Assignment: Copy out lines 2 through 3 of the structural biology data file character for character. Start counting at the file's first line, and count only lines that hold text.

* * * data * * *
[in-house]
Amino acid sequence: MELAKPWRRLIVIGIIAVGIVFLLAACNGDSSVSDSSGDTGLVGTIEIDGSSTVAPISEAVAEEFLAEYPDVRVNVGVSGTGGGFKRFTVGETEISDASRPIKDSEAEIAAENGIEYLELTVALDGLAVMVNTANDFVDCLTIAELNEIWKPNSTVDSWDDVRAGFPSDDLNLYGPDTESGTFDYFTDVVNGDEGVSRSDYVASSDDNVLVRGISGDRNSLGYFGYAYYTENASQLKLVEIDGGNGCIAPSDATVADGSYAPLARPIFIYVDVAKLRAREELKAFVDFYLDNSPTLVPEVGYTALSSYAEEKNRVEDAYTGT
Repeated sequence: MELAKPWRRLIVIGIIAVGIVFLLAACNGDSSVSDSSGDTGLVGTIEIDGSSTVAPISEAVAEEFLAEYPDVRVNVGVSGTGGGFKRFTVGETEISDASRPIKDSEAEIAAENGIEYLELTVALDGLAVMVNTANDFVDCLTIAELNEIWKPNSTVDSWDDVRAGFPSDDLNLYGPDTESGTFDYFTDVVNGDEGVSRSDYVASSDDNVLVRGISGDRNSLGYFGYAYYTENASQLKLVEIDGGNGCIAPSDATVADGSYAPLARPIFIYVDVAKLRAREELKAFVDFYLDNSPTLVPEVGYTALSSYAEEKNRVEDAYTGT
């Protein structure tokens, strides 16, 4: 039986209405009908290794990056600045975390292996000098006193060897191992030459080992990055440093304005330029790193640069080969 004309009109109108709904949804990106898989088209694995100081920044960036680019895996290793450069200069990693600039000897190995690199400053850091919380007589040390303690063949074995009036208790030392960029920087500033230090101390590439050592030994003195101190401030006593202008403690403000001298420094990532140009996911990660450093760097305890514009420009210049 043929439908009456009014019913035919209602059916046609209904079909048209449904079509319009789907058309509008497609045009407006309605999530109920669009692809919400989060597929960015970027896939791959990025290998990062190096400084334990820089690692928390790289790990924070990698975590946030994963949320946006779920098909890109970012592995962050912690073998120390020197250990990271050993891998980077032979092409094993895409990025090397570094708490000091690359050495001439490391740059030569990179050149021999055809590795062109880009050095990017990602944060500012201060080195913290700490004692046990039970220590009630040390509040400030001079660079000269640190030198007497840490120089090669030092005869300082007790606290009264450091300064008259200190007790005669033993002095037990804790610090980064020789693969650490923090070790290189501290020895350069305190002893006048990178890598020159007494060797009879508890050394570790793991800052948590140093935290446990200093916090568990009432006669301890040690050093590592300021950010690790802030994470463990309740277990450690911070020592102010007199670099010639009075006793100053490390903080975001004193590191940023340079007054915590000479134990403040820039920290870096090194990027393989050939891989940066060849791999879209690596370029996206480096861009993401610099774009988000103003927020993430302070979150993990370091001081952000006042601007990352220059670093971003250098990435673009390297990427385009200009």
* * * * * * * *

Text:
Amino acid sequence: MELAKPWRRLIVIGIIAVGIVFLLAACNGDSSVSDSSGDTGLVGTIEIDGSSTVAPISEAVAEEFLAEYPDVRVNVGVSGTGGGFKRFTVGETEISDASRPIKDSEAEIAAENGIEYLELTVALDGLAVMVNTANDFVDCLTIAELNEIWKPNSTVDSWDDVRAGFPSDDLNLYGPDTESGTFDYFTDVVNGDEGVSRSDYVASSDDNVLVRGISGDRNSLGYFGYAYYTENASQLKLVEIDGGNGCIAPSDATVADGSYAPLARPIFIYVDVAKLRAREELKAFVDFYLDNSPTLVPEVGYTALSSYAEEKNRVEDAYTGT
Repeated sequence: MELAKPWRRLIVIGIIAVGIVFLLAACNGDSSVSDSSGDTGLVGTIEIDGSSTVAPISEAVAEEFLAEYPDVRVNVGVSGTGGGFKRFTVGETEISDASRPIKDSEAEIAAENGIEYLELTVALDGLAVMVNTANDFVDCLTIAELNEIWKPNSTVDSWDDVRAGFPSDDLNLYGPDTESGTFDYFTDVVNGDEGVSRSDYVASSDDNVLVRGISGDRNSLGYFGYAYYTENASQLKLVEIDGGNGCIAPSDATVADGSYAPLARPIFIYVDVAKLRAREELKAFVDFYLDNSPTLVPEVGYTALSSYAEEKNRVEDAYTGT